In this paper we present the preliminary findings from an investigation into Frequency Modulated Continuous Wave (FMCW) sensing of geomaterial mechanical properties. The authors believe this study’s results represent frontier research in the application of FMCW sensing for geomaterial analysis. Accurate modelling of the response to deformation requires an understanding of in situ rock characteristics and phenomena, such as fluid phase distributions with time and evolving pore geometry. Due to the difficulty in assessing properties inside a solid rock sample, the intrinsic rock parameters and the operative deformation mechanisms and their parameters are typically inferred from post failure analysis by slicing the sample. In this research we introduce the theory of FMCW sensing and results based on analysis of return signal amplitude and phase over a frequency bandwidth of 24 – 25.5 GHz, the K-Band. Variations in return signals between samples are due to a combination of radiation backscatter, transmission and dispersion. Geomaterial samples analysed are: Darney, Doddington, Lazonby, Locharbriggs and Red St. Bees Sandstones, Cotswold Gold Oolitic Limestone and Great Tew Ferruginous Ironstone, with results indicating that, in the K-Band, calculated values for relative permittivity utilising free-space radiation transmission data give results that reflect known material types when taking into account compositional impurities. These preliminary experimental results support the sensitivity of the FMCW sensing modality to variances in geomaterial properties.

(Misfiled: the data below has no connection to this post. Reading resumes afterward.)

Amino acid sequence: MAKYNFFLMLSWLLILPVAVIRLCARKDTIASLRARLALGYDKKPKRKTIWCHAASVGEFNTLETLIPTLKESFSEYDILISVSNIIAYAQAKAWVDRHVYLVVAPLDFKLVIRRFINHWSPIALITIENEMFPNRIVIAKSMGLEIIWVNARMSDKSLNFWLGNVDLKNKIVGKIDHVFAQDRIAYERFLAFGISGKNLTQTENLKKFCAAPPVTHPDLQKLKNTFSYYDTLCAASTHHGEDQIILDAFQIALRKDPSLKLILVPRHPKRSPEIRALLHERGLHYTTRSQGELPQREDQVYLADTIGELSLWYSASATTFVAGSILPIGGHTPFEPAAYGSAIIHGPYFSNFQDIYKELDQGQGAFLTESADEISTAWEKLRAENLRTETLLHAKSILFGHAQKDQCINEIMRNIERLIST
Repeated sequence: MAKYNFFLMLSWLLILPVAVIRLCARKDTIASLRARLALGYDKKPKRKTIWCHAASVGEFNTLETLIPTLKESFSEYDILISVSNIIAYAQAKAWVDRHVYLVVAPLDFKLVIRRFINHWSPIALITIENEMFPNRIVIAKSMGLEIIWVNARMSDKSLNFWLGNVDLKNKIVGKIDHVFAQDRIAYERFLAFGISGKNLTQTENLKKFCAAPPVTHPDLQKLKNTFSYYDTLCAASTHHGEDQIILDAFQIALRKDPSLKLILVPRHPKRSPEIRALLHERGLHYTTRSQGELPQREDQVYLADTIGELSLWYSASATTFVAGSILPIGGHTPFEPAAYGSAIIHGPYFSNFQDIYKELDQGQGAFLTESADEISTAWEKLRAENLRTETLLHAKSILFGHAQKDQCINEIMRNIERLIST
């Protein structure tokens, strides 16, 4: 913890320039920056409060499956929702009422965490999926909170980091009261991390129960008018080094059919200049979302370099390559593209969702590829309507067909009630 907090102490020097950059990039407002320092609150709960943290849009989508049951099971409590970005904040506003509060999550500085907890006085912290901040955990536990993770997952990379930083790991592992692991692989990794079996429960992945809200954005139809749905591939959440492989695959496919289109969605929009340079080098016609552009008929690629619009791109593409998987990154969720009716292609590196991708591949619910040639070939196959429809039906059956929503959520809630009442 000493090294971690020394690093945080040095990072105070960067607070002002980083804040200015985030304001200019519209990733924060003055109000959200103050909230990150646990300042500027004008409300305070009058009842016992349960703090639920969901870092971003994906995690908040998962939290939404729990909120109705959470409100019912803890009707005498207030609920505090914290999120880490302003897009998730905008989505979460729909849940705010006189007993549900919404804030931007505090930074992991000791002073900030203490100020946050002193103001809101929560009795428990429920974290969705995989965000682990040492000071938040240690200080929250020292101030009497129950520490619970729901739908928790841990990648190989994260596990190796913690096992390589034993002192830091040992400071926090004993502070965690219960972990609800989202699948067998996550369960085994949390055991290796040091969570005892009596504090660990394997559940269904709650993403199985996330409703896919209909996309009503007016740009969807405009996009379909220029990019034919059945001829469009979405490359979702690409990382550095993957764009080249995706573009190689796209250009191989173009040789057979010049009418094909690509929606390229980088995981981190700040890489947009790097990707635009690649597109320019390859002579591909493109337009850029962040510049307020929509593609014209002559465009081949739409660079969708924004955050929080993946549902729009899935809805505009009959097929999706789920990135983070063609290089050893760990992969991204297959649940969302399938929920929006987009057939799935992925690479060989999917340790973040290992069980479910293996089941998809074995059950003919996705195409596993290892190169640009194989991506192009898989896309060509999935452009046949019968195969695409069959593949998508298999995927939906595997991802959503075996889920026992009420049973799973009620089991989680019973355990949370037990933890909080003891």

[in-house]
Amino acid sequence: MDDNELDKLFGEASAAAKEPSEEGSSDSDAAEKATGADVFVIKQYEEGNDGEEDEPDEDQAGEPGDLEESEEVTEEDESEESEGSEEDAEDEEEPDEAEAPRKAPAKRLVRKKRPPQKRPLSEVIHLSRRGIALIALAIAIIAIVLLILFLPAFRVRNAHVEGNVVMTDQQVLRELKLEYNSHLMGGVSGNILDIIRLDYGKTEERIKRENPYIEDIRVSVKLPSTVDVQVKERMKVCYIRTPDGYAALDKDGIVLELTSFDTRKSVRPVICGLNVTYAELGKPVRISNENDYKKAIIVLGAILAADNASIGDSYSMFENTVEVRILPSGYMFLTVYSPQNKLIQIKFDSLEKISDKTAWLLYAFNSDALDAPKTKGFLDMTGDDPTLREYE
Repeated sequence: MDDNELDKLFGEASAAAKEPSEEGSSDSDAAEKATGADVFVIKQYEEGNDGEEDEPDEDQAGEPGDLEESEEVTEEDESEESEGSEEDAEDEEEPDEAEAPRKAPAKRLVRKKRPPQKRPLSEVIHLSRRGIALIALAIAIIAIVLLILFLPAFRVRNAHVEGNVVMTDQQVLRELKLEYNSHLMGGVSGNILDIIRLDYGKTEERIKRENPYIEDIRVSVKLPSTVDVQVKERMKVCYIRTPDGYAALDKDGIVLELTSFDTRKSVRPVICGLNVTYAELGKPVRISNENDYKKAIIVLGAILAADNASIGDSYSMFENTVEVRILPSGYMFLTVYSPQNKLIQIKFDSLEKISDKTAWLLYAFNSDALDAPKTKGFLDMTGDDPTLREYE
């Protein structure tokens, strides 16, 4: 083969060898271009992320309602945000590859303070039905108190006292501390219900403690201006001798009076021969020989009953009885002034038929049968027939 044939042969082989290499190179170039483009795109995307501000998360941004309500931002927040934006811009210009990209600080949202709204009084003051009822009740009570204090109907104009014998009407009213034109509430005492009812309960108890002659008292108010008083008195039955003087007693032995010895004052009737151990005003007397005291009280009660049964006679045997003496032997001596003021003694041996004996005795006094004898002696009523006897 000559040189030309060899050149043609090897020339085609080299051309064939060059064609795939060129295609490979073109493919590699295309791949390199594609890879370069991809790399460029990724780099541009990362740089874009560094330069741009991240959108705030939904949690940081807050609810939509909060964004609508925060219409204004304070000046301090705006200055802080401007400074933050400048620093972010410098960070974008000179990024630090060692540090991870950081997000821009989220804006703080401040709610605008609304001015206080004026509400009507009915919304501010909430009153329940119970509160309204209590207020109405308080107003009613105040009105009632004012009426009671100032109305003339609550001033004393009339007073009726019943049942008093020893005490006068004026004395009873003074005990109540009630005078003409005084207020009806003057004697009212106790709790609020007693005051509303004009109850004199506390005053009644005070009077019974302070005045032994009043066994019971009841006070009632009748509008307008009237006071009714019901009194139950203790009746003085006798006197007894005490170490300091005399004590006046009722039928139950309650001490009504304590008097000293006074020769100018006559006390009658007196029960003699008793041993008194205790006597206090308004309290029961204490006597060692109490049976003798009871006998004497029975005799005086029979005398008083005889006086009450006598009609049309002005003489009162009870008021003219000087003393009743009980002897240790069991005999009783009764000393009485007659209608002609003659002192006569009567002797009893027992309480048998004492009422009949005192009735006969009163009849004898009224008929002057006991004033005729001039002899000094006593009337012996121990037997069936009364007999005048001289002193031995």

|Publication status||Published - 13 Jun 2017|
|Event||First World Congress on Condition Monitoring - ILEC London, London, United Kingdom|
Duration: 13 Jun 2017 → 16 Jun 2017
|Conference||First World Congress on Condition Monitoring|
|Period||13/06/17 → 16/06/17|
Blanche, J., Flynn, D., Lewis, M. H., Couples, G. D., & Cheung, R. (2017). Analysis of geomaterials using frequency-modulated continuous wave radar in the K-band. Paper presented at First World Congress on Condition Monitoring, London, United Kingdom.